A simple report of package ID’s and names
An example of the data stored by SMS_DPContentInfo
                This is one of the ‘heavy lifters’ of the toolkit.  This function requires a package ID number, the Distribution Point containing the package, and the folder you want it dumped to after creation. What this creates is a PKGX file named with the package ID of whatever you prestaged.  The way it decides what to prestage is based on the PackageType value that comes from WMI’s SMS_PackageBaseClass. Again, you can get a package type identifier from Get-CMDeploymentPackage if you’d rather go that way, but I like WMI.  Once it’s pulled the PackageType value, it runs it through a SWITCH command and runs the appropriate Publish-CMPrestageContent command.  I don’t do any special logging with this function since Publish-CMPrestageContent already does a good job of it.
 Prestaging a single file
Prestaging multiple packages with a For Loop
                This function is one of the main reasons I like to save my prestage files with the PackageID as the name.  You input the folder containing the prestage files as well as the name of the Distribution Point they need to be assigned to, and this will get the package type information for that package, run the same switch as Prestage-Content, and issue the Start-CMContentDistribution command with the appropriate flags.  Just to save time, it will also query the Get-DPContent function to make sure that it isn’t trying to reassign packages that are already assigned.
Packages were already assigned in SCCM
 Package distribution in progress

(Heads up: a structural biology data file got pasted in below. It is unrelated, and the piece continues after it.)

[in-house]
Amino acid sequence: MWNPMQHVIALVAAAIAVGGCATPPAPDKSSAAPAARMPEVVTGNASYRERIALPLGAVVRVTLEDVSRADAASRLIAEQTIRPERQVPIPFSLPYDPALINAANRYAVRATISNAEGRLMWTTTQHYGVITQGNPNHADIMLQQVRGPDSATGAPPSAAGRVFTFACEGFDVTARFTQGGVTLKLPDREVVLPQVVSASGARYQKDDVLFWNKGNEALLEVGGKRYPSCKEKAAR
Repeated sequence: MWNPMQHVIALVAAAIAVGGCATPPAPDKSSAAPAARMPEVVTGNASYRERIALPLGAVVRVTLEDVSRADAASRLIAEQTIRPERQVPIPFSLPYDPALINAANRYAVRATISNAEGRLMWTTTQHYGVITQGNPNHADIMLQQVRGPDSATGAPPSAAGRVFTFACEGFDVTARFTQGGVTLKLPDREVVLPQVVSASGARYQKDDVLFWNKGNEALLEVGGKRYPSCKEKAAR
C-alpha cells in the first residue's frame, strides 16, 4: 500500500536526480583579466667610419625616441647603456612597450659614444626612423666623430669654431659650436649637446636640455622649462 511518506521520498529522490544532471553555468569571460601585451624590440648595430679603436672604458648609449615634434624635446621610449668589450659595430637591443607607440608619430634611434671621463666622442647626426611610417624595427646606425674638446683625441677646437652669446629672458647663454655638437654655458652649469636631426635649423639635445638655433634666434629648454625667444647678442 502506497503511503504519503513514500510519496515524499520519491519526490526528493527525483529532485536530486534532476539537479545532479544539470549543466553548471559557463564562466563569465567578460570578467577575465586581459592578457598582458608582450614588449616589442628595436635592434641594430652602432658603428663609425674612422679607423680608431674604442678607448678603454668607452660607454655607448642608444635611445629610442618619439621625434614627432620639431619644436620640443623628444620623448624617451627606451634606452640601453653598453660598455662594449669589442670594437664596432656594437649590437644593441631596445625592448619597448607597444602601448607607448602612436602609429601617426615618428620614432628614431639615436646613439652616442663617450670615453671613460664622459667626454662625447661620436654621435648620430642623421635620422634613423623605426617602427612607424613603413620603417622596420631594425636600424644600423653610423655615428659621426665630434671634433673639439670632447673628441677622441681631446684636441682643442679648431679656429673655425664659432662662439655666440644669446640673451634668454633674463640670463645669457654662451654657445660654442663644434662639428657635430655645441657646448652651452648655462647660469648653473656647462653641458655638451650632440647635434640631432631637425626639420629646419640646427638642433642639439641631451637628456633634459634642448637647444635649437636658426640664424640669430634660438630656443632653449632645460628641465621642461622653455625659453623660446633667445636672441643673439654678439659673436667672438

This function calls upon Microsoft’s ExtractContent.exe tool to run, and is designed to be run locally from whatever DP you’re importing the package to.  The only flag you need to specify is the location of the prestaged content folder.  It takes the hostname of the computer it’s running from and makes a WMI query to see any packages assigned to it that aren’t in State 0.  If the package shows as state 0, then there’s no further work to be done, and we can just work on the others.  There are multiple ways you can run the extractcontent.exe tool, but I’ve found some to work better than others.   Whether you run it specifying a single package to extract or you run it with an entire folder targeted, I’ve found that when I check the Distribution Point Configuration Status in the SCCM console, there’s always some that still show “waiting for prestage content.”  In almost every case where that’s happened, just re-prestaging the content cleared it up. I don’t know if this is a limitation of the extractcontent.exe tool, my impatience, or what, but it works for me.  Because of that, I actually have my Extract-Content function run through the Prestage content folder one item at a time, so you can re-run the function, it will re-query for unsuccessful packages, and only attempt to extract the packages that didn’t make it the first time.
ExtractContent running


                I put this together for our SCCM architect who wanted something that he could quickly and easily run while logged into our Secondary Site Server that was being migrated.  What this does is query the local DP for all assigned content, export it with the Prestage-Content function, and give you a progress bar to show you how far along you are.